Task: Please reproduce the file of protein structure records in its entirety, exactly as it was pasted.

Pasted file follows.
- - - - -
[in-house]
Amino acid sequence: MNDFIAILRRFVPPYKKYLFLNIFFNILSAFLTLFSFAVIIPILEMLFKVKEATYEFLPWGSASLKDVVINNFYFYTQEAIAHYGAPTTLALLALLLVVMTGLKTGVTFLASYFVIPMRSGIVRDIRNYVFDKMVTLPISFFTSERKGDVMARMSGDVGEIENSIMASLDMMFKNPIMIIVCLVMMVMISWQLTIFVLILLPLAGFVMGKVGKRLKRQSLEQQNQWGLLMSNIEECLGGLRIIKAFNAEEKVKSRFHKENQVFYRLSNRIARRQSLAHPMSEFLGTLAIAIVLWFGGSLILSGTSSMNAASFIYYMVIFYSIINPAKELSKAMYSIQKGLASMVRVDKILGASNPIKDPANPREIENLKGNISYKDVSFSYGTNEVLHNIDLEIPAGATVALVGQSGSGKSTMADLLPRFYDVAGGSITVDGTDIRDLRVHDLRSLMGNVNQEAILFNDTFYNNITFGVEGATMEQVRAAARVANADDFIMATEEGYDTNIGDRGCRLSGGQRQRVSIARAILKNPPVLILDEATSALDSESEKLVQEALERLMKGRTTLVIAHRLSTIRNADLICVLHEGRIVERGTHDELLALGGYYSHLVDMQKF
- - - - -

[in-house]
Amino acid sequence: MNDFIAILRRFVPPYKKYLFLNIFFNILSAFLTLFSFAVIIPILEMLFKVKEATYEFLPWGSASLKDVVINNFYFYTQEAIAHYGAPTTLALLALLLVVMTGLKTGVTFLASYFVIPMRSGIVRDIRNYVFDKMVTLPISFFTSERKGDVMARMSGDVGEIENSIMASLDMMFKNPIMIIVCLVMMVMISWQLTIFVLILLPLAGFVMGKVGKRLKRQSLEQQNQWGLLMSNIEECLGGLRIIKAFNAEEKVKSRFHKENQVFYRLSNRIARRQSLAHPMSEFLGTLAIAIVLWFGGSLILSGTSSMNAASFIYYMVIFYSIINPAKELSKAMYSIQKGLASMVRVDKILGASNPIKDPANPREIENLKGNISYKDVSFSYGTNEVLHNIDLEIPAGATVALVGQSGSGKSTMADLLPRFYDVAGGSITVDGTDIRDLRVHDLRSLMGNVNQEAILFNDTFYNNITFGVEGATMEQVRAAARVANADDFIMATEEGYDTNIGDRGCRLSGGQRQRVSIARAILKNPPVLILDEATSALDSESEKLVQEALERLMKGRTTLVIAHRLSTIRNADLICVLHEGRIVERGTHDELLALGGYYSHLVDMQKF